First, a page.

Chapter and Lesson #4

 

“It is not the employer who pays the wages. Employers only handle the money… It is the customer who pays the wages.”- 

Henry Ford, Ford Motor Company 

  

When I landed the 2nd time at Microsoft, it was first as a contractor.  I had made up my mind that I wanted to work for the company fulltime, and I was going to do everything I could to land what they called a “blue badge” job with the company.   This terminology originates from the different types of employees who had different color badges depending on their employment status with the company.   Blue badges were for fulltime employees.   Microsoft has always had different color badges for temps, contractors, service jobs etc.    Blue was the gold standard, it meant that you were a full-time employee of Microsoft, with benefits, stock and all the nice, and some not so nice, things that go with it.    It took me about a year of hard work, keeping my nose to the grindstone and ears on the phone headset, and kissing a fair amount of ass to finally land my first full-time job.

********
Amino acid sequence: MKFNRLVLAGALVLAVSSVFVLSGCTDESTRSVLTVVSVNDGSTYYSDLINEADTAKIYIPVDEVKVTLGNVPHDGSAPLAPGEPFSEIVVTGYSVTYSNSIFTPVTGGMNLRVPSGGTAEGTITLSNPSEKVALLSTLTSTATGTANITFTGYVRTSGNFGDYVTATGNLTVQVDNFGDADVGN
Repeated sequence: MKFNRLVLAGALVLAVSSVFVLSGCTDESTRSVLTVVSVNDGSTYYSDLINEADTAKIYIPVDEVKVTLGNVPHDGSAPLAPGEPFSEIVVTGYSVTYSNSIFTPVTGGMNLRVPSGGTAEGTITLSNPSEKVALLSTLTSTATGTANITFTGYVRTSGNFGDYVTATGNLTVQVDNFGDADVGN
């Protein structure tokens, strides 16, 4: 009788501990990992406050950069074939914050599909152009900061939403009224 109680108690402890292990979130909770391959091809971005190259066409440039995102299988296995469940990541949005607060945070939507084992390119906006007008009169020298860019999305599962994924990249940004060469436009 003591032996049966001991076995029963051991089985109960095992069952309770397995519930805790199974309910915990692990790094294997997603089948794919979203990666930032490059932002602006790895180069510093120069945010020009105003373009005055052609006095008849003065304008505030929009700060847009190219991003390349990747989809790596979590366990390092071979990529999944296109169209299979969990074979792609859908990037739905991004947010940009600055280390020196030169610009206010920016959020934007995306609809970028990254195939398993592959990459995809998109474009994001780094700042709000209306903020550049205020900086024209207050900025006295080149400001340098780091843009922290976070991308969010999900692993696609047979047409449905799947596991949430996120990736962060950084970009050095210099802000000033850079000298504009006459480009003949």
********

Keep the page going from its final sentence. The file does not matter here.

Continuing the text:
I came up from the bottom, so I had a chance to see the pros and cons of the perma-temps at Microsoft, and the ever-growing legions of contractors the company employs.  Microsoft employs temps and contractors for a few different reasons.  Mostly they want the flexibility in their workforce, it is more efficient for them than hiring fulltime people and having to deal with adjusting that workforce up and down.   For many of the contracted employees, this works pretty well, you can get a pretty decent paying job working as a contractor for Microsoft, and you can have a lot more flexible schedule.   As a contractor you typically can just focus on doing your work, you also don’t have to go to all the bullshit meetings Microsoft has all the time.   

A note about meetings and Microsoft. Microsoft is infamous for holding way too many meetings for just about everything, they have team meetings, group meetings, manager meetings, divisional all hands, pre-meetings, post meetings, meetings to plan more meetings and on and on.  It is an insane “meeting” culture, I don’t know if this has changed since I left.   I can only say that generally if you can’t stand meetings, don’t go to work at Microsoft.  You will have far too many of them and more than 50% of them are total and complete waste of time.   I regularly sat through meetings where there were 100’s sometimes 1000’s of people.  Almost all of them were totally useless and could have been done via a quick email or send a video around.